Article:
Paul Staswick, professor of agronomy and horticulture, retired Jan. 3 after a 36-year career of research and teaching. Staswick’s career focused on the fundamental aspects of plant biology related to plant productivity, crop plant quality and disease resistance mechanisms. Early in his career, he worked on soybean protein biochemistry. In addition to research, Staswick developed and taught AGRO 810 Plant Molecular Biology course for 34 years. The course covers the molecular genetic basis of biological function in higher plants, genome organization, gene structure and function, regulation of gene expression, recombinant DNA and genetic engineering principles.
Marilyn Wolf, founding director of the School of Computing and Elmer E. Koch Professor of Engineering, received the 2022 Institute of Electrical and Electronics Engineers Leon K. Kirchmayer Graduate Teaching Award for inspirational teaching of graduate students. Wolf, an IEEE Fellow, has helped a new generation of researchers to conceptualize, build, and validate modern embedded computing systems through influential textbooks, high-impact conferences, and mentoring graduate students.
The Husker Animal Welfare Judging Team placed fifth during the annual American Veterinary Medical Association Animal Welfare Assessment Contest. The team included Caitlin Buck, junior animal science major; Ellie Granger, junior animal science and pre-veterinary major; and Nick Prosek, freshman animal science major. Participants in the annual contest were provided a structured opportunity to practice their assessment skills and present their findings to an expert panel of scientists and veterinarians with special expertise in animal welfare.
Cody Creech, associate professor of agronomy and horticulture and Nebraska Extension dryland cropping systems specialist at the Panhandle Research and Extension Center in Scottsbluff, has been named the Fenster Professor of Dryland Agriculture. The professorship is named in honor of Charlie Fenster, a dryland cropping specialist who served at the Panhandle Research and Extension Center for several decades. The Fenster Professorship is intended to perpetuate scientific progress in dryland agriculture by supporting research and Extension programs that enhance the profitability and sustainability of dryland agriculture in the Panhandle.
David Holding, professor in the Department of Agronomy and Horticulture, began a one-year term as an associate department head on Jan. 1. He is assisting Martha Mamo, department head, and John Lindquist, also an associate department head, in the day-to-day decisions and future planning of the department.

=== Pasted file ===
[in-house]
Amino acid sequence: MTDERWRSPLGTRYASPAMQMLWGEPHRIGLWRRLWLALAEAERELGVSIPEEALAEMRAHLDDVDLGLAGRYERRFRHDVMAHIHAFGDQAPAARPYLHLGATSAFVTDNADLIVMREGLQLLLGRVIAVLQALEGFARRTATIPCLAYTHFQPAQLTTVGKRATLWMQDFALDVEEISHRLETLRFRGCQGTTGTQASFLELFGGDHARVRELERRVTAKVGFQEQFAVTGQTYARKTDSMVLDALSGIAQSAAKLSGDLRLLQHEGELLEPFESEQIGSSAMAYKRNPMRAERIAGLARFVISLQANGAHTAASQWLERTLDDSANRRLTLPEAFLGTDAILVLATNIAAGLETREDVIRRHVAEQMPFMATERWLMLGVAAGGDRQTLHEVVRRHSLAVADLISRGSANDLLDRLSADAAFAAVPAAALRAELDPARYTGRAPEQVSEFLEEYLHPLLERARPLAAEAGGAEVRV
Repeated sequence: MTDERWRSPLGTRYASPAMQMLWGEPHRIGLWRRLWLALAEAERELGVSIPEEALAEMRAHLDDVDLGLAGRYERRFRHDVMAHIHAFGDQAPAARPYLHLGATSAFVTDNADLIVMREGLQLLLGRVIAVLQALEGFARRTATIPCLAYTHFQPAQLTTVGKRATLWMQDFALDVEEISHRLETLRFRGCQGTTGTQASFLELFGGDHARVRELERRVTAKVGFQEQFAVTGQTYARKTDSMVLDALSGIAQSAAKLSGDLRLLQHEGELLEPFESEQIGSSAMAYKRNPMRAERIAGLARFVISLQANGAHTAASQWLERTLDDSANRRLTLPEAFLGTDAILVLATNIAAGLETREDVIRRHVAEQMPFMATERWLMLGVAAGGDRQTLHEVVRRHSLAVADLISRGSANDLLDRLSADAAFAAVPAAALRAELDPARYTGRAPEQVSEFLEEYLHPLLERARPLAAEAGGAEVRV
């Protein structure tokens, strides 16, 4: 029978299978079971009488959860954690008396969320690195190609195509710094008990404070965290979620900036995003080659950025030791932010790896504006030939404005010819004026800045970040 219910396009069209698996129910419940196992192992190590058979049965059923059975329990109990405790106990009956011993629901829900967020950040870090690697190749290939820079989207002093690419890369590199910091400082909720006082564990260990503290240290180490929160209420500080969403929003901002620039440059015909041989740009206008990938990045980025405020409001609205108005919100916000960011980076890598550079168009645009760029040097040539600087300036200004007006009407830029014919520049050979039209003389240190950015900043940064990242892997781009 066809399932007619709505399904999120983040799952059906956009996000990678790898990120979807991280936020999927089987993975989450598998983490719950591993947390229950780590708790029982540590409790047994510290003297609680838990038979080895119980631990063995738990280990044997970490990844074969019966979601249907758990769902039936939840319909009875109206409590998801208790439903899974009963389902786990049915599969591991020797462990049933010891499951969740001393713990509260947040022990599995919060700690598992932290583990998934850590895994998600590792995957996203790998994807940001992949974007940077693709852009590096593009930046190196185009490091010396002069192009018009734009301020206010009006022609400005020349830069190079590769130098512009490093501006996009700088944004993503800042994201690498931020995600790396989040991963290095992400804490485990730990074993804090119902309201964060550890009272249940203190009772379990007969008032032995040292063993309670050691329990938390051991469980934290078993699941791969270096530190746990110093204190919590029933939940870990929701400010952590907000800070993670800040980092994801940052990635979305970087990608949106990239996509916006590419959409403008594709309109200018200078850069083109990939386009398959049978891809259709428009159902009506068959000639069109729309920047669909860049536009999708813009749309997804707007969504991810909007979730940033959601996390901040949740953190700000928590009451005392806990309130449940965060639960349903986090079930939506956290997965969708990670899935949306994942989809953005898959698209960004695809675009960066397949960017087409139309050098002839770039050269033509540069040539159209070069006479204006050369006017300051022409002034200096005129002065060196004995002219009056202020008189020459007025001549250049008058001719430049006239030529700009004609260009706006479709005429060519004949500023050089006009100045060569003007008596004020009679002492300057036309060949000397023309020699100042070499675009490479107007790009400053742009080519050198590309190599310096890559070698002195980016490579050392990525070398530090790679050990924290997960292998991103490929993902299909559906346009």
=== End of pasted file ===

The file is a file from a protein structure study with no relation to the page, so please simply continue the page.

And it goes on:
Jerry Volesky, professor of agronomy and horticulture, and a Nebraska Extension range and forage specialist at the West Central Research, Extension and Education Center has been named the interim director of the Center for Grassland Studies.
Abla Hasan, associate professor of practice in modern languages and literatures, published a new academic book, “On Pain and Suffering: A Qur’anic Perspective” (Lexington Books) on Jan. 31. The book is an academic response to COVID-19 and argues for a distinction between two core Qur’anic stories — the creation of Adam and Eve and the exile of the devil from paradise.
A one-of-a-kind forensics guidebook has been released by the departments of Entomology and Forensic Science. The publication, “Death Scene Insect Succession in Nebraska: A Guidebook,” is a manual for students studying forensics and for law enforcement personnel investigating crimes. It provides information about insect succession and patterns in Nebraska and how to collect and preserve forensically-important insects as evidence for criminal investigations. Developers of the guidebook are Justine LaViolette, Erin Bauer, Larry Barksdale and Emma Sidel.
This column is a regular feature of Nebraska Today. Faculty, staff and students can submit achievements to be considered for this column via email to email@example.com. For more information, call 402-472-8515.